Aaron Rodgers
Jeff Hanisch-USA TODAY Sports

The trade-to-be that was discussed for months finally came to fruition Monday. Three days ahead of the NFL Draft, 40 days after Aaron Rodgers announced his desire to play for the Jets, the star quarterback is headed to Florham Park.

The Jets, according to ESPN, gave up a 2023 first-rounder (No. 13), second-rounder (42), and sixth-rounder (207), plus a conditional 2024 second-rounder that will become a first-rounder if Rodgers plays 65% of the team’s snaps. And in return, the Jets received Green Bay’s 2023 first-round (15) and fifth-round (170) picks, and their best quarterback since the Joe Namath years. One who could bring them their first Super Bowl title in over half a century.

So did general manager Joe Douglas succeed with the biggest move of his career? Well, the positives surely outweigh the negatives right now. But only one possible outcome will determine whether this works.

The upside. If you take into account the pick swap and the fact Rodgers will certainly be playing 65% of the snaps barring injury, the Jets essentially gave up a 2024 first-rounder and 2023 second- and sixth-rounders for Rodgers and a 2023 fifth-rounder.

So first- and second-round picks for Rodgers, while moving up from the sixth round to the fifth round this year.

It’s a good trade. Sure it’s multiple high-round picks for an expensive 39-year-old quarterback who’s one of the more eccentric personalities in league history. But it was always going to be that way.

Regardless of Rodgers’ age, he was — and is — the Jets’ final hope for a successful 2023 season and possible Super Bowl run. Multiple picks were always going to be on the table, and given the aforementioned pick swap and late-round movement, the Jets really only gave up two selections for the keys to a title.

The downside. Two clear negatives here: the expenses and the pressure.

Rodgers’ current contract guarantees him nearly $60 million next season but, according to NFL Network, he’ll sign a revised contract with the Packers in the coming days. So it’s not yet clear how much the Jets owe Rodgers, but he’ll still be an expensive asset. He’s a star quarterback who’s supposed to bring them a Lombardi Trophy for crying out loud.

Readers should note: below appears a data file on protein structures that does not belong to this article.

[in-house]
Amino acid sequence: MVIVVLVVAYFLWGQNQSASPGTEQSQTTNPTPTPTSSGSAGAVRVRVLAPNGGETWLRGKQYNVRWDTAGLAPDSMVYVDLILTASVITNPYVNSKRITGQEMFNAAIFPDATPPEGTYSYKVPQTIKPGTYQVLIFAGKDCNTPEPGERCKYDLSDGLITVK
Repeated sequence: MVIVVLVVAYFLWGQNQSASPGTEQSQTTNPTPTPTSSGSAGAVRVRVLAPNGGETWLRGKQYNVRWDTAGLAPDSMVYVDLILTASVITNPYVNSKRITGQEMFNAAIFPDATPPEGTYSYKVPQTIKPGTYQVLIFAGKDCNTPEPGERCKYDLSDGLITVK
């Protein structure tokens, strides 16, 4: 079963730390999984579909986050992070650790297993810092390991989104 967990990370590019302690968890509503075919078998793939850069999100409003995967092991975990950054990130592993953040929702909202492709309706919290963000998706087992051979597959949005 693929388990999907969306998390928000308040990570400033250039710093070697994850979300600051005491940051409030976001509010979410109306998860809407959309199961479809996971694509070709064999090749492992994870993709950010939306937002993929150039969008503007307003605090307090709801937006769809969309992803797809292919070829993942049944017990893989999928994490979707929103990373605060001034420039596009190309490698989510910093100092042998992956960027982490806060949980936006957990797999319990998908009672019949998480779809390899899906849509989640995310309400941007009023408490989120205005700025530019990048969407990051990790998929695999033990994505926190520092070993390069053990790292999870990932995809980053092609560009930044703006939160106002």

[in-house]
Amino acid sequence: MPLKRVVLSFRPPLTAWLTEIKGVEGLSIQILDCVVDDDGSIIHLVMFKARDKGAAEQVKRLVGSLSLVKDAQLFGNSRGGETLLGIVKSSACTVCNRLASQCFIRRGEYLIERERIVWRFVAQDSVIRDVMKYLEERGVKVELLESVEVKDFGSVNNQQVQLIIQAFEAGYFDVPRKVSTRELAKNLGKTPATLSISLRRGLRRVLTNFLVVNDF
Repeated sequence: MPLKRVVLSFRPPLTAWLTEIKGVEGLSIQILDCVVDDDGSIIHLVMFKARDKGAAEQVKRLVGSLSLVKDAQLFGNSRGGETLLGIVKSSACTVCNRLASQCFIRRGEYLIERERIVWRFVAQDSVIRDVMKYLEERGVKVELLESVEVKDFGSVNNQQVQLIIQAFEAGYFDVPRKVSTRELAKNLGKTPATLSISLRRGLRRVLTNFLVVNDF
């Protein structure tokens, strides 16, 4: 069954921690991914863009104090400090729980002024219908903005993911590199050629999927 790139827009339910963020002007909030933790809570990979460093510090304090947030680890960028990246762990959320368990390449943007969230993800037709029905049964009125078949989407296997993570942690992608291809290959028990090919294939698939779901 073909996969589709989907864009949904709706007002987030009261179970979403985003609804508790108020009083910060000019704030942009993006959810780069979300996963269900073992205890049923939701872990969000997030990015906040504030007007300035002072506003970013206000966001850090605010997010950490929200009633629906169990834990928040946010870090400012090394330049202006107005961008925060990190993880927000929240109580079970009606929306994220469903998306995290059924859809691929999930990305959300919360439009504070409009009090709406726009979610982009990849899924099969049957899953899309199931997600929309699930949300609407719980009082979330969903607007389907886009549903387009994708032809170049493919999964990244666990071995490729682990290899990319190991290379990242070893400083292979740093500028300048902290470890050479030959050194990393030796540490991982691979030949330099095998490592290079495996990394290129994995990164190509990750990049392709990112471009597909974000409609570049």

Rodgers will also be 40 years old in December and admitted he was 90% retired when entering his infamous darkness retreat in February. So this needs to work.

The future Hall of Fame passer could call it quits after one season with the Jets. Obviously, everything is always up in the air with Rodgers. But it’s definitely possible this is his final year. So the Jets must capitalize on this rare opportunity.

But that brings us to our final consensus…

Title or bust. Regardless of how you currently view the trade, only one occurrence will decide its success: the Jets winning a Super Bowl.

That’s the end game here. Rodgers isn’t coming to MetLife just to break the 12-year playoff drought. He’s not coming to develop Zach Wilson. He’s coming to win a title. And both he and the Jets know it.

The jobs of Douglas and head coach Robert Saleh are on the line. And Rodgers doesn’t want to waste what could be his farewell season.

If the Jets are parading through the Big Apple next February, we’ll know if the trade worked.

Follow ESNY on Twitter @elitesportsny

Ryan Honey is a staff writer and host of the Wide Right Podcast.